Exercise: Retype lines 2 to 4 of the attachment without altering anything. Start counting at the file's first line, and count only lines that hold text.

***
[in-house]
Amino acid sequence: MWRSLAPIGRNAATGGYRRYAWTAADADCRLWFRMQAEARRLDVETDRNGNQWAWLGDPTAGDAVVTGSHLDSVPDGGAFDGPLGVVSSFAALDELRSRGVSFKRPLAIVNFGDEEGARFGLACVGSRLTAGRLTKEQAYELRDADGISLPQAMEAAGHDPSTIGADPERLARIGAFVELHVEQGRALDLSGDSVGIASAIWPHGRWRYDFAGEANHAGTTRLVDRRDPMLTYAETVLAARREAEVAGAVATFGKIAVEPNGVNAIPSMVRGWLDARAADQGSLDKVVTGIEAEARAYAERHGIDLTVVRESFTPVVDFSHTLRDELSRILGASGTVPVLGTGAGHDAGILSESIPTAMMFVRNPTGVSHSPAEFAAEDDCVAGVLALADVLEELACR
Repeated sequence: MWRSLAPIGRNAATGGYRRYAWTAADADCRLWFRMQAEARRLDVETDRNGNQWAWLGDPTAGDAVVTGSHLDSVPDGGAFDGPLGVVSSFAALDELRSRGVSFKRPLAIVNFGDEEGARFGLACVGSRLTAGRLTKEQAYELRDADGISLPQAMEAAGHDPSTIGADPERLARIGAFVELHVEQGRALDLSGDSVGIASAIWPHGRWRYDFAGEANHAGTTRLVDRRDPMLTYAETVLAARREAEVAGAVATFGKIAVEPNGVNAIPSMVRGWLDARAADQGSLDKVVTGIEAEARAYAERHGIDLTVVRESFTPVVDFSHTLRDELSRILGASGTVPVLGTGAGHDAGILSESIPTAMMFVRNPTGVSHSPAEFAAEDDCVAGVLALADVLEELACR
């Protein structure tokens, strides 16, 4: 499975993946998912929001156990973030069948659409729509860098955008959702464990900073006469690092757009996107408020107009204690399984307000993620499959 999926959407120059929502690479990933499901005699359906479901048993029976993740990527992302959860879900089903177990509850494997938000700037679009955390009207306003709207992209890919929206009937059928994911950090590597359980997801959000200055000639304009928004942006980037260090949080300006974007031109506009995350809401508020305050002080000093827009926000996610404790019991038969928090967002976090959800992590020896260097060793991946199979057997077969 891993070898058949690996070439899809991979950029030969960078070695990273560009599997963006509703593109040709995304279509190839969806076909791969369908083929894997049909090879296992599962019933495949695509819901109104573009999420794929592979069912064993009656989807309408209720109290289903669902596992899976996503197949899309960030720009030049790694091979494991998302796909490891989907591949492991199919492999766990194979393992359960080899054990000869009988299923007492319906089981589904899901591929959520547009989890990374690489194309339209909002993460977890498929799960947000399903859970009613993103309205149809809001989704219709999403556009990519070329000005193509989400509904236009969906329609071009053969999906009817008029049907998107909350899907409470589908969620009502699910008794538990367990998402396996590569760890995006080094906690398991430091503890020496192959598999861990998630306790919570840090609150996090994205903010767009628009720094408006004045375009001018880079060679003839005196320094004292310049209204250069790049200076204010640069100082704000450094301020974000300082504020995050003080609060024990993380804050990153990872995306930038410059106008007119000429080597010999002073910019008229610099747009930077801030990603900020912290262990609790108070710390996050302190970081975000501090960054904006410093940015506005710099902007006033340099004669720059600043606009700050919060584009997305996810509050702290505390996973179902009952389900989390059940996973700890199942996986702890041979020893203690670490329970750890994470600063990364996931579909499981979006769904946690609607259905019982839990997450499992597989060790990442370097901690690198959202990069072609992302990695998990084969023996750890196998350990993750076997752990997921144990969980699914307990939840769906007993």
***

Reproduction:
Amino acid sequence: MWRSLAPIGRNAATGGYRRYAWTAADADCRLWFRMQAEARRLDVETDRNGNQWAWLGDPTAGDAVVTGSHLDSVPDGGAFDGPLGVVSSFAALDELRSRGVSFKRPLAIVNFGDEEGARFGLACVGSRLTAGRLTKEQAYELRDADGISLPQAMEAAGHDPSTIGADPERLARIGAFVELHVEQGRALDLSGDSVGIASAIWPHGRWRYDFAGEANHAGTTRLVDRRDPMLTYAETVLAARREAEVAGAVATFGKIAVEPNGVNAIPSMVRGWLDARAADQGSLDKVVTGIEAEARAYAERHGIDLTVVRESFTPVVDFSHTLRDELSRILGASGTVPVLGTGAGHDAGILSESIPTAMMFVRNPTGVSHSPAEFAAEDDCVAGVLALADVLEELACR
Repeated sequence: MWRSLAPIGRNAATGGYRRYAWTAADADCRLWFRMQAEARRLDVETDRNGNQWAWLGDPTAGDAVVTGSHLDSVPDGGAFDGPLGVVSSFAALDELRSRGVSFKRPLAIVNFGDEEGARFGLACVGSRLTAGRLTKEQAYELRDADGISLPQAMEAAGHDPSTIGADPERLARIGAFVELHVEQGRALDLSGDSVGIASAIWPHGRWRYDFAGEANHAGTTRLVDRRDPMLTYAETVLAARREAEVAGAVATFGKIAVEPNGVNAIPSMVRGWLDARAADQGSLDKVVTGIEAEARAYAERHGIDLTVVRESFTPVVDFSHTLRDELSRILGASGTVPVLGTGAGHDAGILSESIPTAMMFVRNPTGVSHSPAEFAAEDDCVAGVLALADVLEELACR
């Protein structure tokens, strides 16, 4: 499975993946998912929001156990973030069948659409729509860098955008959702464990900073006469690092757009996107408020107009204690399984307000993620499959 999926959407120059929502690479990933499901005699359906479901048993029976993740990527992302959860879900089903177990509850494997938000700037679009955390009207306003709207992209890919929206009937059928994911950090590597359980997801959000200055000639304009928004942006980037260090949080300006974007031109506009995350809401508020305050002080000093827009926000996610404790019991038969928090967002976090959800992590020896260097060793991946199979057997077969 891993070898058949690996070439899809991979950029030969960078070695990273560009599997963006509703593109040709995304279509190839969806076909791969369908083929894997049909090879296992599962019933495949695509819901109104573009999420794929592979069912064993009656989807309408209720109290289903669902596992899976996503197949899309960030720009030049790694091979494991998302796909490891989907591949492991199919492999766990194979393992359960080899054990000869009988299923007492319906089981589904899901591929959520547009989890990374690489194309339209909002993460977890498929799960947000399903859970009613993103309205149809809001989704219709999403556009990519070329000005193509989400509904236009969906329609071009053969999906009817008029049907998107909350899907409470589908969620009502699910008794538990367990998402396996590569760890995006080094906690398991430091503890020496192959598999861990998630306790919570840090609150996090994205903010767009628009720094408006004045375009001018880079060679003839005196320094004292310049209204250069790049200076204010640069100082704000450094301020974000300082504020995050003080609060024990993380804050990153990872995306930038410059106008007119000429080597010999002073910019008229610099747009930077801030990603900020912290262990609790108070710390996050302190970081975000501090960054904006410093940015506005710099902007006033340099004669720059600043606009700050919060584009997305996810509050702290505390996973179902009952389900989390059940996973700890199942996986702890041979020893203690670490329970750890994470600063990364996931579909499981979006769904946690609607259905019982839990997450499992597989060790990442370097901690690198959202990069072609992302990695998990084969023996750890196998350990993750076997752990997921144990969980699914307990939840769906007993």